They know it’s there but they don’t know what it's made of. That pretty much sums up scientists’ knowledge of dark matter. This knowledge comes from observations of the universe, which indicate that the invisible form of matter is about five to six times more abundant than visible matter.
One idea is that dark matter comprises dark particles that interact with each other through a mediator particle called the dark photon, named in analogy with the ordinary photon that acts as a mediator between electrically charged particles. A dark photon would also interact weakly with the known particles described by the Standard Model of particle physics, including the Higgs boson.
At the Large Hadron Collider Physics (LHCP) conference, happening this week in Puebla, Mexico, the CMS collaboration reported the results of its latest search for dark photons.
The collaboration used a large proton–proton collision dataset, collected during the Large Hadron Collider’s second run, to search for instances in which the Higgs boson might transform, or “decay”, into a photon and a massless dark photon. They focused on cases in which the boson is produced together with a Z boson that itself decays into electrons or their heavier cousins known as muons.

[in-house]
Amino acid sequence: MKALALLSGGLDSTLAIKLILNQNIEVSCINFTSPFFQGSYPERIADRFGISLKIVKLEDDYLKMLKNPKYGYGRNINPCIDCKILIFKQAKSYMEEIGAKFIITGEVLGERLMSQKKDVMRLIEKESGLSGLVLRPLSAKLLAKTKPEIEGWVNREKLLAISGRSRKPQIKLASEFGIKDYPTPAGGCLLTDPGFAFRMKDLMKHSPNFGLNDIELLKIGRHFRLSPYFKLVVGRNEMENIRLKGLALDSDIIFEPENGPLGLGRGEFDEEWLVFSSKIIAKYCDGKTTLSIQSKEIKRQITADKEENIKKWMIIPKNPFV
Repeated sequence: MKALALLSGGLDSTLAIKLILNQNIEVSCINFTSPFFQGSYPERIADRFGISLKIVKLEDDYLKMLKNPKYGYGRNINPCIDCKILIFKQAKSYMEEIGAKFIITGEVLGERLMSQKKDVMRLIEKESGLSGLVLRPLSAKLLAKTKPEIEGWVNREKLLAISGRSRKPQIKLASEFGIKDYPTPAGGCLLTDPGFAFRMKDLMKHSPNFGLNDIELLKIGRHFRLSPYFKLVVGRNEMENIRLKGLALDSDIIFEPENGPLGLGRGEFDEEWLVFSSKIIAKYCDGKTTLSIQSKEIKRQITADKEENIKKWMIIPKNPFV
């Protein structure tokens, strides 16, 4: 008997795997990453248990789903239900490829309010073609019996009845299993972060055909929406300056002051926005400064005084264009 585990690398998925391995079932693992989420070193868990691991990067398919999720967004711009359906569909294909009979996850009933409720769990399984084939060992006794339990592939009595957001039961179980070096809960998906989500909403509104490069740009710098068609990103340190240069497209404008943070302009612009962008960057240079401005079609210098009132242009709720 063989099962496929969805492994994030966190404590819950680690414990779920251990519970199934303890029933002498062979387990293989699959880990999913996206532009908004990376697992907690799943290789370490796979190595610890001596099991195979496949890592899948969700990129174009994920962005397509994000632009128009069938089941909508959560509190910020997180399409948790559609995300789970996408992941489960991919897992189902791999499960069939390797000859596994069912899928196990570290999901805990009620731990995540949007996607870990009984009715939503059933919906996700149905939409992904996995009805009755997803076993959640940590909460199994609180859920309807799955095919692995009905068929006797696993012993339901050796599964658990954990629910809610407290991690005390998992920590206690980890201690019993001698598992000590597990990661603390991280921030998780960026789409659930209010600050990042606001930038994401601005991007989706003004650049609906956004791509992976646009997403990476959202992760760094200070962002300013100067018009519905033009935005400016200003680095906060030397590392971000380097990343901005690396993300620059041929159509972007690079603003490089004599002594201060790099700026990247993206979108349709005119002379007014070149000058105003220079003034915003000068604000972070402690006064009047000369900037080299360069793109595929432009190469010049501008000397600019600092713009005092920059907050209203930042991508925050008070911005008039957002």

Such instances are expected to be extremely rare, and finding them requires deducing the presence of the potential dark photon, which particle detectors won’t see. For this, researchers add up the momenta of the detected particles in the transverse direction – that is, at right angles to the colliding beams of protons – and identify any missing momentum needed to reach a total value of zero. Such missing transverse momentum indicates an undetected particle.
But there’s another step to distinguish between a possible dark photon and known particles. This entails estimating the mass of the particle that decays into the detected photon and the undetected particle. If the missing transverse momentum is carried by a dark photon produced in the decay of the Higgs boson, that mass should correspond to the Higgs-boson mass.
The CMS collaboration followed this approach but found no signal of dark photons. However, the collaboration placed upper bounds on the likelihood that a signal would have been seen.
Another null result? Yes, but results such as these and the ATLAS results on supersymmetry also presented this week in Puebla, while not finding new particles or ruling out their existence, are much needed to guide future work, both experimental and theoretical.
For more details about this result, see the CMS website.